EMI sues Hi5 and VideoEgg for listening to EMI

Record label EMI may have tired of suing individual file sharers for copyright infringement. But a number of music-industry plaintiffs, all partners and subsidiaries of EMI, are suing social network Hi5 and advertising startup VideoEgg in New York Southern District Court for copyright infringement. According to the complaint [PDF]:

While each of the defendants has the right, ability and legal obligation to prevent infringement of plaintiffs’ copyrighted works, they have allowed infringement to go unchecked, content to profit handsomely from advertisements that appear side-by-side with infringing content.

What's particularly about the suit is that EMI's strategy seems to imply that because VideoEgg used technology like Audible Magic and human review to filter copyrighted content from the company's servers, it's more liable, not less.

No wonder YouTube took so long to install filtering software, which has long been demanded by rightsholder organization like the Recording Industry Association of America. In a prepared statement, VideoEgg argues the suit is without merit and asserts that it upheld the law under the DMCA:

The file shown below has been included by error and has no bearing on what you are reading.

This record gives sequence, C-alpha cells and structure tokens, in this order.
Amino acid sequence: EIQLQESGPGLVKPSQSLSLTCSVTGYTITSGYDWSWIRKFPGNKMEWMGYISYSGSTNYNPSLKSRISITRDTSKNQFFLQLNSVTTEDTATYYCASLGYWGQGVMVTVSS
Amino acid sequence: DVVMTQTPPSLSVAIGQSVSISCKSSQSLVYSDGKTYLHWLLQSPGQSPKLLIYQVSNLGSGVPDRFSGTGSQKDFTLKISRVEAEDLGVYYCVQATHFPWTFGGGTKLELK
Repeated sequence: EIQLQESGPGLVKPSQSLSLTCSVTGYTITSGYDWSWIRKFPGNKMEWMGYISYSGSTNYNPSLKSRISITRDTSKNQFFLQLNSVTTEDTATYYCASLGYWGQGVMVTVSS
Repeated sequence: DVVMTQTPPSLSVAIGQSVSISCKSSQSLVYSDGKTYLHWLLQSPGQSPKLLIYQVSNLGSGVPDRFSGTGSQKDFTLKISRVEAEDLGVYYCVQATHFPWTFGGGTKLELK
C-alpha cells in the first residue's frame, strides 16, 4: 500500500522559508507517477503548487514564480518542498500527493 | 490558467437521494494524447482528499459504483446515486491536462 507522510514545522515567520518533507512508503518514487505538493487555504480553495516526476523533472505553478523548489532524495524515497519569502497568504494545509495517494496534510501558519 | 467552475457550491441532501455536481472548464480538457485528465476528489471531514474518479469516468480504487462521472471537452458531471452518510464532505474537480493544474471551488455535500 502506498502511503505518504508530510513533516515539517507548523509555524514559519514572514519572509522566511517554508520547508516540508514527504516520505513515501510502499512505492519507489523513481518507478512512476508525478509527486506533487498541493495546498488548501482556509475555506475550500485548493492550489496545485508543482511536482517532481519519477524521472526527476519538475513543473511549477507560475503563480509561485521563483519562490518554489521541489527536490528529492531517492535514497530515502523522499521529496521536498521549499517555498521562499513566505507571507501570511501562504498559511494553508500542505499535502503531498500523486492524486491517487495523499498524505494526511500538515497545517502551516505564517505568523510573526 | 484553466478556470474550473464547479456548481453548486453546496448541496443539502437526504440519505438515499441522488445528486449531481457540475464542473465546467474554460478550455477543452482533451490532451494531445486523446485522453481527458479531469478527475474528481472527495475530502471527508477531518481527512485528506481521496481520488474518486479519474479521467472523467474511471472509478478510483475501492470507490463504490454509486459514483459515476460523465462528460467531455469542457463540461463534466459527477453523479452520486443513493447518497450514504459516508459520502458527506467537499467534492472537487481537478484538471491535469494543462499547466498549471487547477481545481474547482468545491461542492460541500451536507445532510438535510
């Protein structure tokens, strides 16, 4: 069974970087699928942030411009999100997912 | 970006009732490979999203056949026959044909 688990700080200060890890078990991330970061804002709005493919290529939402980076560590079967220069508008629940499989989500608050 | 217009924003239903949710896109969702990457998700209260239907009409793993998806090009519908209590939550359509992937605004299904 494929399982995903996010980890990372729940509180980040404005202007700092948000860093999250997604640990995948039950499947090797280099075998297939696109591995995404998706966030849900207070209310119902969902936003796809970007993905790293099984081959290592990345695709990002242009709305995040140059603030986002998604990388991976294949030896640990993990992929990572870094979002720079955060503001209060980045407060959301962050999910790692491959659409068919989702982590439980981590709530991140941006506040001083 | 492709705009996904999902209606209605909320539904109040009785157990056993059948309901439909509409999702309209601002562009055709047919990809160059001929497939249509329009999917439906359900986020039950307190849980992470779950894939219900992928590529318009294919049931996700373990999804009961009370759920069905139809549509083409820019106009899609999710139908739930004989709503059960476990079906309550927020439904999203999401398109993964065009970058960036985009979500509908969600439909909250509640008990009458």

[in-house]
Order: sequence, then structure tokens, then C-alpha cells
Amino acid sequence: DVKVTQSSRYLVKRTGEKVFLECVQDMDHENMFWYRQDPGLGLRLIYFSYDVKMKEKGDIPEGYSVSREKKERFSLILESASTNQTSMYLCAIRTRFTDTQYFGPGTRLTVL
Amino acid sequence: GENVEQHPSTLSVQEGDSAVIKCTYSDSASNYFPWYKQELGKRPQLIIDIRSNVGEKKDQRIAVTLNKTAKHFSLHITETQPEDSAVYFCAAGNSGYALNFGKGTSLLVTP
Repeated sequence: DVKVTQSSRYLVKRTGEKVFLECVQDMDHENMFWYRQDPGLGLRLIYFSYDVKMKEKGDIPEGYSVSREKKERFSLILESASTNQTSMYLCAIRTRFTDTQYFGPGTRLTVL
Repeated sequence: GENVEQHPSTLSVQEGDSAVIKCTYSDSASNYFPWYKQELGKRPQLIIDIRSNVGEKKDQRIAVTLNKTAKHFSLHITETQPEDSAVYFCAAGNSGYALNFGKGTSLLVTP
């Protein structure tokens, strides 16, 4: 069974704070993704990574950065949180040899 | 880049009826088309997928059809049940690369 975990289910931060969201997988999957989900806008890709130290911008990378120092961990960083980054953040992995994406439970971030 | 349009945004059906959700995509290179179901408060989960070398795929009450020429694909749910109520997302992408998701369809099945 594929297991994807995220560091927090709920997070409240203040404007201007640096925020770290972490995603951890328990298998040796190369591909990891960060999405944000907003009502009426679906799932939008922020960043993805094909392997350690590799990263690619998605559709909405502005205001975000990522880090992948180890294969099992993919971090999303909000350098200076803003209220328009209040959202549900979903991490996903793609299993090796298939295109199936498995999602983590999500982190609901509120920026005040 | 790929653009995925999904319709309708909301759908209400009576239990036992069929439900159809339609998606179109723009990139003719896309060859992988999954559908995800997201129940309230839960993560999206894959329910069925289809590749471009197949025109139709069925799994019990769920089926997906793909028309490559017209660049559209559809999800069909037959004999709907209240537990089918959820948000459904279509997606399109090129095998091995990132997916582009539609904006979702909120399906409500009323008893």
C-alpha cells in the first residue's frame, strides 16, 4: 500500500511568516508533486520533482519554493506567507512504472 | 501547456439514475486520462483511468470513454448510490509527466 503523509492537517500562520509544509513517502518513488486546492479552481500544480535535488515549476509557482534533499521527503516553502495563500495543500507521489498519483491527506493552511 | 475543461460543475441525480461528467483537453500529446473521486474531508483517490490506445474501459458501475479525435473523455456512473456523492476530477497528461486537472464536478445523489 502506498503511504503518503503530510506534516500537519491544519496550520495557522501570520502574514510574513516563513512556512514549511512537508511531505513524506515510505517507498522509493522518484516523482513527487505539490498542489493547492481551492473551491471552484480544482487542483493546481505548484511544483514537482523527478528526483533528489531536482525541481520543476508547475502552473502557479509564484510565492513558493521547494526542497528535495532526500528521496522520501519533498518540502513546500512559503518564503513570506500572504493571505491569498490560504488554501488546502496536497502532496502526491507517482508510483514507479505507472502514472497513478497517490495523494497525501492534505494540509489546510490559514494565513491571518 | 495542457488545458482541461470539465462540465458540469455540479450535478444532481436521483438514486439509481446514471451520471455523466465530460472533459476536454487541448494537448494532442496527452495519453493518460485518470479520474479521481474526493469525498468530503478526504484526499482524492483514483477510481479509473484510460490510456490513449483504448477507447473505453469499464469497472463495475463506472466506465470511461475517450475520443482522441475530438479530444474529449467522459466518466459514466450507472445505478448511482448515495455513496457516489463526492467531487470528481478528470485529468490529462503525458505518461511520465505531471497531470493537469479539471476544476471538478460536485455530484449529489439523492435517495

VideoEgg has consistently worked to employ best practices to protect content owners. We took all the steps necessary to avoid copyright infringement issues, including systemwide deployment of Audible Magic, the leading provider of content identification services. Moreover, we have never received a takedown notice from EMI nor any of its affiliated companies.

Moreover, the company's deal to provide Hi5 with video uploading services for the social network's users ended in April, so it can not be accused of continuing to enable new cases of infringement. What's worrisome is that EMI is going after a company for doing exactly what the RIAA asked — pro-actively policing its network for infringement. And where's ostensibly tech-savvy former Googler Douglas Merrill in all of this? Somebody needs to explain to EMI's legal team how bad it looks trying to punish one of the companies actually doing their bidding.